Dr. Zahid Bukhari acknowledged the huge variation among imams, including “imported imams” who have sound knowledge of Islam but are unable to relate to this culture, to the youth, essentially leading disconnected lives “in an icloud type atmosphere.” He recommended the need for periodic recertification in order to help the imams and community leaders effectively handle contemporary challenges. Dr. Bukhari expressed enthusiasm for ICNA’s partnership with IIIT in this important endeavor and hopes that it will be beneficial to the Muslim community and the larger American society.
Dr. Timur Yuskaev commented that many advertisements for imams include the phrase “and other responsibilities”; he said that can be anything! He cited the 2006 New York Times series in which Andrea Elliott, who won the Pulitzer Prize for it, followed the ordinary life of a Brooklyn imam for a few months – in the midst of it all, the imam collapsed. “If we don’t train the people, they will keep collapsing,” Dr. Yuskaev warned.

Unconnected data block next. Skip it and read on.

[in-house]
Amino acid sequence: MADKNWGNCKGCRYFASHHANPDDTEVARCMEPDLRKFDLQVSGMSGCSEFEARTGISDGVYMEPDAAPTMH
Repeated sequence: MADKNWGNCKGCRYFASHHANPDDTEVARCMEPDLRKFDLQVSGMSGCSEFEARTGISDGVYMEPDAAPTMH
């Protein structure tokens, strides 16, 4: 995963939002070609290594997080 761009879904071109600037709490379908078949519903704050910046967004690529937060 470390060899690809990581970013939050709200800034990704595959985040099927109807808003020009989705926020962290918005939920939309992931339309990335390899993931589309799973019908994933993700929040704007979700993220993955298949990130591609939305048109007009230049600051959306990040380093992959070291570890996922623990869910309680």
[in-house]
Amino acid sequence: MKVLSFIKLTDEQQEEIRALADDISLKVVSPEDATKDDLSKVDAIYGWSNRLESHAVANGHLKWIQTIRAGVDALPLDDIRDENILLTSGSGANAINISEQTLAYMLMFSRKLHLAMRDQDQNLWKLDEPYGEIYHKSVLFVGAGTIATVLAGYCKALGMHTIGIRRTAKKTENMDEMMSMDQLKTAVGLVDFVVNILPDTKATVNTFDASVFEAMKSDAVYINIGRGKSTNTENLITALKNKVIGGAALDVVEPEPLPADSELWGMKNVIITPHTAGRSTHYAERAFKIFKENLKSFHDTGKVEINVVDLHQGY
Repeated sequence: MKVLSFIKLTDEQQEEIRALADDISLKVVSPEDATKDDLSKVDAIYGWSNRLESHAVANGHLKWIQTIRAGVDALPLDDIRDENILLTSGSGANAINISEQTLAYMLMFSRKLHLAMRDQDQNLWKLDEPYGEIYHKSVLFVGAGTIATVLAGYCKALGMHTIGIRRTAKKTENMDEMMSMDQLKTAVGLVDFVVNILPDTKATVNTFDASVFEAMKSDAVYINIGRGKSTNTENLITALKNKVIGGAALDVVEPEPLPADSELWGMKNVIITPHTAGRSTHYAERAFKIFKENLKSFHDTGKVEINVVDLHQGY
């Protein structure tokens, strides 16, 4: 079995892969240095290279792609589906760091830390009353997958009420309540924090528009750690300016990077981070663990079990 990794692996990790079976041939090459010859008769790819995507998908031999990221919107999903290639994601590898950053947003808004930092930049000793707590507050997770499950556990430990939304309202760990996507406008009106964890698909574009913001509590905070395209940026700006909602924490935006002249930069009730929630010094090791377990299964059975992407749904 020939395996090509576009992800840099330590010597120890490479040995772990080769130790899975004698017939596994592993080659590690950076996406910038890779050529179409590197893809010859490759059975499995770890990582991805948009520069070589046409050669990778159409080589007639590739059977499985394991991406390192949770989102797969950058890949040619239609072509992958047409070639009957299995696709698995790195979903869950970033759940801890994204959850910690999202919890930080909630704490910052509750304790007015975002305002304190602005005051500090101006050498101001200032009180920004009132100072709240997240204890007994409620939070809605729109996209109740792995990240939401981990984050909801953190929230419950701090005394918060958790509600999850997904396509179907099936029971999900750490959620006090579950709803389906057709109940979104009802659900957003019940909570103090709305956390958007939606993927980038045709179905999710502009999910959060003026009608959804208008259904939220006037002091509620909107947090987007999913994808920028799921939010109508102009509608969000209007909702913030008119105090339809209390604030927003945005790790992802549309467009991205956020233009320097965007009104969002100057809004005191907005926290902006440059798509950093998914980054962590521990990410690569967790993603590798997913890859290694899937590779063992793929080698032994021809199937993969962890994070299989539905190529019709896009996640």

Dr. Yuskaev explained that the Hartford Seminary certification program enables imams and community leaders, both men and women, to acquire training in how to do interfaith work effectively and to become more professional. “We cannot train imams from scratch, but we can help them learn to do what they do better,” Dr. Yuskaev said, highlighting the fact that the coursework falls under “continuing education.”
Dr. Sinanović elaborated that individuals applying for the Graduate Certificate in Imam and Muslim Community Leadership program must have a Bachelor’s Degree; it is a 24 hour credit program consisting of eight courses, two of which are mandatory. The certification provides practical training for counseling in different settings such as hospitals and prisons.